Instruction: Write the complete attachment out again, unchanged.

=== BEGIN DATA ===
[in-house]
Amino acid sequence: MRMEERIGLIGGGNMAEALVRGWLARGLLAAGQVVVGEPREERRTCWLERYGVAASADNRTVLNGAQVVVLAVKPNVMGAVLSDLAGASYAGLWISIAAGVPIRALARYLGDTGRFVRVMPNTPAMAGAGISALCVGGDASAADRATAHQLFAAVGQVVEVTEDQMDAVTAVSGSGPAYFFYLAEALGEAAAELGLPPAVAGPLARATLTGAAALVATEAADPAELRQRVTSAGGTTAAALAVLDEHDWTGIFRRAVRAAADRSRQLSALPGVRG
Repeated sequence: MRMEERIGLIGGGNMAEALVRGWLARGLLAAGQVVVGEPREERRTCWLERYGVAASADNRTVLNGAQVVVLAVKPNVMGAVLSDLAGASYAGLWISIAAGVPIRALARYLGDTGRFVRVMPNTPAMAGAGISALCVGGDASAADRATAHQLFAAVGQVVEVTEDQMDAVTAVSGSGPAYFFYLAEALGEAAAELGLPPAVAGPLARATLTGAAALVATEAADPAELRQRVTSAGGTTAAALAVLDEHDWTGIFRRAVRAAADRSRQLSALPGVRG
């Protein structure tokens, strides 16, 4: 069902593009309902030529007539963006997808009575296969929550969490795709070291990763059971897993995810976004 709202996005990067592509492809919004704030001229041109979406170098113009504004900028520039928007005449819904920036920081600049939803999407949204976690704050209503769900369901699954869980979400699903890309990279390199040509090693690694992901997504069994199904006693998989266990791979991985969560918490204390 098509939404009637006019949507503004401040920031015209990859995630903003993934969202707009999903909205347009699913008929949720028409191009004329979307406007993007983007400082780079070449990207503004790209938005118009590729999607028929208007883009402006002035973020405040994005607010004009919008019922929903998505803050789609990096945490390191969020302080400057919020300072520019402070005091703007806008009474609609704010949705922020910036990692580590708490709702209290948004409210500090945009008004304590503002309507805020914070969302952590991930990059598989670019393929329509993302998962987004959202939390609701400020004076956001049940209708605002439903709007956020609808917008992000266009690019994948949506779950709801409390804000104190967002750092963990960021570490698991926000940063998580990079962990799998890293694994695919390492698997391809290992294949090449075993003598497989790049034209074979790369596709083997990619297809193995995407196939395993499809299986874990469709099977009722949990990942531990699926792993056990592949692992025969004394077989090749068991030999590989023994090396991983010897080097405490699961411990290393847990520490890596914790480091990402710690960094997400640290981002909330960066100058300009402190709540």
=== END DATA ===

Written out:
[in-house]
Amino acid sequence: MRMEERIGLIGGGNMAEALVRGWLARGLLAAGQVVVGEPREERRTCWLERYGVAASADNRTVLNGAQVVVLAVKPNVMGAVLSDLAGASYAGLWISIAAGVPIRALARYLGDTGRFVRVMPNTPAMAGAGISALCVGGDASAADRATAHQLFAAVGQVVEVTEDQMDAVTAVSGSGPAYFFYLAEALGEAAAELGLPPAVAGPLARATLTGAAALVATEAADPAELRQRVTSAGGTTAAALAVLDEHDWTGIFRRAVRAAADRSRQLSALPGVRG
Repeated sequence: MRMEERIGLIGGGNMAEALVRGWLARGLLAAGQVVVGEPREERRTCWLERYGVAASADNRTVLNGAQVVVLAVKPNVMGAVLSDLAGASYAGLWISIAAGVPIRALARYLGDTGRFVRVMPNTPAMAGAGISALCVGGDASAADRATAHQLFAAVGQVVEVTEDQMDAVTAVSGSGPAYFFYLAEALGEAAAELGLPPAVAGPLARATLTGAAALVATEAADPAELRQRVTSAGGTTAAALAVLDEHDWTGIFRRAVRAAADRSRQLSALPGVRG
């Protein structure tokens, strides 16, 4: 069902593009309902030529007539963006997808009575296969929550969490795709070291990763059971897993995810976004 709202996005990067592509492809919004704030001229041109979406170098113009504004900028520039928007005449819904920036920081600049939803999407949204976690704050209503769900369901699954869980979400699903890309990279390199040509090693690694992901997504069994199904006693998989266990791979991985969560918490204390 098509939404009637006019949507503004401040920031015209990859995630903003993934969202707009999903909205347009699913008929949720028409191009004329979307406007993007983007400082780079070449990207503004790209938005118009590729999607028929208007883009402006002035973020405040994005607010004009919008019922929903998505803050789609990096945490390191969020302080400057919020300072520019402070005091703007806008009474609609704010949705922020910036990692580590708490709702209290948004409210500090945009008004304590503002309507805020914070969302952590991930990059598989670019393929329509993302998962987004959202939390609701400020004076956001049940209708605002439903709007956020609808917008992000266009690019994948949506779950709801409390804000104190967002750092963990960021570490698991926000940063998580990079962990799998890293694994695919390492698997391809290992294949090449075993003598497989790049034209074979790369596709083997990619297809193995995407196939395993499809299986874990469709099977009722949990990942531990699926792993056990592949692992025969004394077989090749068991030999590989023994090396991983010897080097405490699961411990290393847990520490890596914790480091990402710690960094997400640290981002909330960066100058300009402190709540």